Chapter 2, Genealogy of the New Liberal Project: Japanese Imperialism in Context, continues to explain the underlying political situation of Japan, domestically and internationally, and the ways in which they influenced the development of Yoshino’s political theories. Han places Yoshino’s ideas firmly in the context of the realities of Meiji political developments and joins together themes such as modernization and Westernization, Christianity, progress, the nation-state, imperialism, and the relations between a government and its people. She particularly emphasizes the concept of “Japanese Christianity,” a term coined by EbinaDanjo, leader of the Hongo Church between 1879 and 1920 and one of the most important influences of young Yoshino, in explaining Yoshino’s grasp of modern Japanese society and Japan’s place in East Asia during the Meiji Era. She also explains the political notions that Yoshino developed during his studies at university, which revolve around the nation-state and society and are based on British and German political philosophy, and discusses that Yoshino’s conceptions were the product of both personal connections and the context of the politics of Meiji Japan: “Two seemingly contrary forces were formative in Yoshino’s new liberal project. One was the internationalist outlook shaped by late Meiji liberal discourse; the other was the state-centered political theory formulated through formal higher education and the imperial university” (p. 57). As a result, Yoshino was able to construct the idea of the “organic state,” which was based on the ideas of progress toward freedom, equality, and prosperity, and which justified Japanese imperialist expansion into East Asia by recognizing a “world trend” of expansionism. The inner developmental logic behind this trend lay in the “evolution from arbitrary rule by privileged classes to rational rule by enlightened and autonomous individuals” (p. 59) and in the role of the nation state as the sole rational actor on the international level (p. 60).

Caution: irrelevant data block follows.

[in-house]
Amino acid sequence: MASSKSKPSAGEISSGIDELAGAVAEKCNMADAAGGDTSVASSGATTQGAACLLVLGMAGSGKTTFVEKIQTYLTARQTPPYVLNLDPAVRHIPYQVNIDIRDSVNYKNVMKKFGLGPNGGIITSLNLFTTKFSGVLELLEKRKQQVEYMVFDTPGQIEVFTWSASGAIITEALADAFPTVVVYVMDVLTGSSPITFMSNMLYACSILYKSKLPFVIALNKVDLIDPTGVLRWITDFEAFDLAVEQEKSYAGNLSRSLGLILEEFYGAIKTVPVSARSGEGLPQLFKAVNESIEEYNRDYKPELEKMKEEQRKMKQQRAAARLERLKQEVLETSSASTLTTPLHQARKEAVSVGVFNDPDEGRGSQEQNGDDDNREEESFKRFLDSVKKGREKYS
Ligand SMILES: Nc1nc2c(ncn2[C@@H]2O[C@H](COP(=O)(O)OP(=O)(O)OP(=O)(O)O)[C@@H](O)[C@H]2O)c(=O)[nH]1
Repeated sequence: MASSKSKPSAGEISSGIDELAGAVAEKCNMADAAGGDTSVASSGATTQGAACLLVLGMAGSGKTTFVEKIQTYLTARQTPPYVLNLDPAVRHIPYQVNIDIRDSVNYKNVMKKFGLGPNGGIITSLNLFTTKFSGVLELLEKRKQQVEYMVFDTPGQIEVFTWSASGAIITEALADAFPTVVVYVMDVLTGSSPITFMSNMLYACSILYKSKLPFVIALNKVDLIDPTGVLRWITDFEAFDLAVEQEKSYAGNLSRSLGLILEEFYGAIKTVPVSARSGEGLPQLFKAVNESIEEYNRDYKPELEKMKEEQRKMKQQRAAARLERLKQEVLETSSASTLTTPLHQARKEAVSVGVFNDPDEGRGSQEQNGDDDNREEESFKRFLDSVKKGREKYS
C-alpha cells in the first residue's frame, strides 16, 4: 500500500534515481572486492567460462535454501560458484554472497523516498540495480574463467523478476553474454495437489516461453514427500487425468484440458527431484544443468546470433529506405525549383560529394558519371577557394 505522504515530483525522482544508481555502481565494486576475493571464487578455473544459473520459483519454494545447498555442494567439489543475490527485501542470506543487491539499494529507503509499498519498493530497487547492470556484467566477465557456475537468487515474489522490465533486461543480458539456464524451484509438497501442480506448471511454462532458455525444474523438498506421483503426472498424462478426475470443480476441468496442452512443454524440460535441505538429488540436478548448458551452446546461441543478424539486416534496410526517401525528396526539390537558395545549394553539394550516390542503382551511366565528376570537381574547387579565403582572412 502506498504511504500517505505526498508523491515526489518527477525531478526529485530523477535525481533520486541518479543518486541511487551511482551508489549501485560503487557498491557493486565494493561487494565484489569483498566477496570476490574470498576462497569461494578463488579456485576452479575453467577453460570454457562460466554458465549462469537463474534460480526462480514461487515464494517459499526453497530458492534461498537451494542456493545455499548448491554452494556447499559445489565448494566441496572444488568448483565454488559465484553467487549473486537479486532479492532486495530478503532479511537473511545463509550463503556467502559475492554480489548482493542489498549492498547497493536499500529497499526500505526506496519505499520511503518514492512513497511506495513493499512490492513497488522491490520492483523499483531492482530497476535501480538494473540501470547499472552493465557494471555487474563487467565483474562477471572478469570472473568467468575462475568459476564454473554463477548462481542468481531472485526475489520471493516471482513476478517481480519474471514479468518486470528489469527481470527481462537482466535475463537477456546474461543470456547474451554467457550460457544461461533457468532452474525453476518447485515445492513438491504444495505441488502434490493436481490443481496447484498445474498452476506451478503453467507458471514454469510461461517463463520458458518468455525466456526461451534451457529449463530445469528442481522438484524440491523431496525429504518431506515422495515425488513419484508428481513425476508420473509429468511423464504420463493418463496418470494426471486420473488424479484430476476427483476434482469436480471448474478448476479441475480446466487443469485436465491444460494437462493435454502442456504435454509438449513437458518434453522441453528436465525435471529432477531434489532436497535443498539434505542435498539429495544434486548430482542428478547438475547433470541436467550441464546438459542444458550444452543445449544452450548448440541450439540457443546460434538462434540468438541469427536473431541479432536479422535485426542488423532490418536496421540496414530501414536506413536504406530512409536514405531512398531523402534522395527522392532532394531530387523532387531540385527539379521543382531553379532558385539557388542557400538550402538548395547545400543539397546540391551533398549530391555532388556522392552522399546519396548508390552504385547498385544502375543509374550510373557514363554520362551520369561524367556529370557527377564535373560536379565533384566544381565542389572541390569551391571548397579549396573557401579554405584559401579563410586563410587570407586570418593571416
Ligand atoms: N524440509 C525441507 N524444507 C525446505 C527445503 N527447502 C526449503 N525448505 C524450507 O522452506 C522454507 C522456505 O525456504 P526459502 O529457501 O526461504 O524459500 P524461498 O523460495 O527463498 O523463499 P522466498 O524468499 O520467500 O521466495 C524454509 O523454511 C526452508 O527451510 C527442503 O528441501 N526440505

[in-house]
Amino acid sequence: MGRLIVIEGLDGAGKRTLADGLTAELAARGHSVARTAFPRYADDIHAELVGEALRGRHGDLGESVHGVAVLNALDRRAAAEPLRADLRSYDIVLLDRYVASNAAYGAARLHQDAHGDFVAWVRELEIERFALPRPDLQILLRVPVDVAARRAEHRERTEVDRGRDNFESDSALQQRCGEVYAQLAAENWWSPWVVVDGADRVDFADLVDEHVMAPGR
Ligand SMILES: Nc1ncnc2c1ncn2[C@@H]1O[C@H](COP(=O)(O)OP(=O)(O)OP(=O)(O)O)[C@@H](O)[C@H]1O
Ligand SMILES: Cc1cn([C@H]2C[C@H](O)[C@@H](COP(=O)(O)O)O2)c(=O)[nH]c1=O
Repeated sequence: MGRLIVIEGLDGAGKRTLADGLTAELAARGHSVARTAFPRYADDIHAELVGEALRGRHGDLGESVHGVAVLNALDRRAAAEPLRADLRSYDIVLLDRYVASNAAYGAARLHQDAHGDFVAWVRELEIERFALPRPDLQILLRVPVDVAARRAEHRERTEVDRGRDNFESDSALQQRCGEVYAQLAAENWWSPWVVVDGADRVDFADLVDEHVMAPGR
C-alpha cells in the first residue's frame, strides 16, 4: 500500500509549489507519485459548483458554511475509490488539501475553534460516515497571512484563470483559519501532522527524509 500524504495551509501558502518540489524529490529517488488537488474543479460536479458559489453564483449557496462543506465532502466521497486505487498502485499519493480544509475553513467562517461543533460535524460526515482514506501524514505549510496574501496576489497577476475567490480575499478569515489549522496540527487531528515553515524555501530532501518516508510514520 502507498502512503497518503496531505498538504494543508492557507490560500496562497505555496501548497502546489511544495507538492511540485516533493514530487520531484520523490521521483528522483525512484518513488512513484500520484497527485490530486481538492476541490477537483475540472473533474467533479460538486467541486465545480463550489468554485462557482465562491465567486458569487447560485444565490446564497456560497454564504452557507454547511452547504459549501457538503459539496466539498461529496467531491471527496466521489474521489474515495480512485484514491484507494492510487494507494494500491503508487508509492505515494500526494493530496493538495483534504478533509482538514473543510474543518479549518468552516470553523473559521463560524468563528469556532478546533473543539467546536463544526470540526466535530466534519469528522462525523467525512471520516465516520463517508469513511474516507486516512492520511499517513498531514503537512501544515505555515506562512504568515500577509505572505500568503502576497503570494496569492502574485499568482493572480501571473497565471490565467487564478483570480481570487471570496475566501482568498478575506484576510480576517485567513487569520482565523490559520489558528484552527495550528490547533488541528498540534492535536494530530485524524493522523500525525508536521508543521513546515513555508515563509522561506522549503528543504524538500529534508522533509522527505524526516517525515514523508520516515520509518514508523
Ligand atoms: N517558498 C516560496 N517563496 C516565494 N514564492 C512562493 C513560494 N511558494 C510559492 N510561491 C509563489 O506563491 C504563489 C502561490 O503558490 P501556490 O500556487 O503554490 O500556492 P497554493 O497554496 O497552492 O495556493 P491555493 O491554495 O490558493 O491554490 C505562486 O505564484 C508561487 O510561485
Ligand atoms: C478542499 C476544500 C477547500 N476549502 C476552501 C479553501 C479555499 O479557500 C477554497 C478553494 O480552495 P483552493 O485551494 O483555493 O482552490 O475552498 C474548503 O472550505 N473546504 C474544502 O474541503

Han’s third chapter, Envisioning a Liberal Empire in East Asia, ties Yoshino’s political theories to the actual situation in East Asia. Against the backdrop of Japanese victory in the Russo-Japanese War, Han explains that Yoshino’s stay in China as the tutor of Yuan Shikai’s son and as an instructor for international law in Tianjin between 1906 and 1909 allowed him to transmit modern social science to the future Chinese elite and at the same time made him “acutely sensitive to the ongoing competition among powers in China to gain cultural hegemony over Chinese youth” (p. 64). Seeing the opportunity to exert Japanese influence over China, he advocated for more Japanese engagement with China in order to create a Chinese modernity modeled after the Japanese; however, his (and other politicians’) vision was betrayed when the Chinese revolution of 1911 rejected Meiji Japan as a model. As a consequence, “politicians and the leading opinion-makers were deeply disturbed by the events in China, which raised the question of whether the Japanese model of civilization was valid in the region” (p. 70). As a specialist on China, Yoshino rationalized the Chinese revolution for a Japanese audience in his publications and came to the conclusion that it remained Japan’s task to increase her influence on China in order to support Chinese modernization after the Japanese model, but that the Japanese polity had to reform and modernize in order to achieve this goal. Only by winning the goodwill of the Chinese people could Japanese expansion on the continent, so essential in modernizing China, be successful. Yoshino argued for a form of imperialism that should be less militaristic than the slogan “rich country, strong army” (fukokukyohei), seeking to take into account the difficult international financial situation of Japan. He also developed a political model that accommodated for the specific circumstances of Japan as a latecomer to the scene of international politics, still modernizing yet already expanding to secure resources and influence beyond her own borders. It was in this context that Yoshino developed his notion of minponshugi, a particular form of democracy “which emphasized the political processes of exercising sovereignty for the welfare of the people” (p. 82). Tyingpolitical leadership to education, morality, and discipline, Yoshino defended the political leadership of the “wise few” who had sufficient character and knowledge, and thereby cementing socio-political hierarchies and fundamental inequalities. It was the duty of the state, then, “to harmoniously integrate every national subject into a national community by institutionalizing democratic procedures of representation” (p. 86). It was pressures from outside of Japan which necessitated minponshugi in order to secure Japan’s international standing, both present and future. The necessity of integrating the nation into a harmonious and organic state emerged from the international political situation of the Russo-Japanese War and its aftermath, as well as the Chinese Revolution of 1911, because earlier strategies of Meiji Japan had proved obsolete (p. 88).